Global Quaternary Carbonate Burial: Proxy- and Model-Based Reconstructions and Persisting Uncertainties

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Ocean Science and Engineering


Constraining rates of marine carbonate burial through geologic time is critical for interpreting reconstructed changes in ocean chemistry and understanding feedbacks and interactions between Earth's carbon cycle and climate. The Quaternary Period (the past 2.6 million years) is of particular interest due to dramatic variations in sea level that periodically exposed and flooded areas of carbonate accumulation on the continental shelf, likely impacting the global carbonate budget and atmospheric carbon dioxide. These important effects remain poorly quantified. Here, we summarize the importance of carbonate burial in the ocean–climate system, review methods for quantifying carbonate burial across depositional environments, discuss advances in reconstructing Quaternary carbonate burial over the past three decades, and identify gaps and challenges in reconciling the existing records. Emerging paleoceanographic proxies such as the stable strontium and calcium isotope systems, as well as innovative modeling approaches, are highlighted as new opportunities to produce continuous records of global carbonate burial.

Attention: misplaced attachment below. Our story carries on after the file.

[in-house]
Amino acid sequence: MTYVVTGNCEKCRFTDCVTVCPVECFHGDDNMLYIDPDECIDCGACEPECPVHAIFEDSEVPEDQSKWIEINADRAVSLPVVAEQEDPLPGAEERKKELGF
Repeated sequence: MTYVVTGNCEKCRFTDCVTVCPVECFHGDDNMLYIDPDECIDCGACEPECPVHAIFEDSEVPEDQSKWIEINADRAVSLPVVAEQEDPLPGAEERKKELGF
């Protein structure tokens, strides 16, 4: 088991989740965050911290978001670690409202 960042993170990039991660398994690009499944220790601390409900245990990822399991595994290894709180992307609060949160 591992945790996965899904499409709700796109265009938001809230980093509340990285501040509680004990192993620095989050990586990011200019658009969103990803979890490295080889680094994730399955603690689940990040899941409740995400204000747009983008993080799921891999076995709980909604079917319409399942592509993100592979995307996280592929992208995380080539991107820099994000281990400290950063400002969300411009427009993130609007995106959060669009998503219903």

Publication Title

Annual Review of Marine Science



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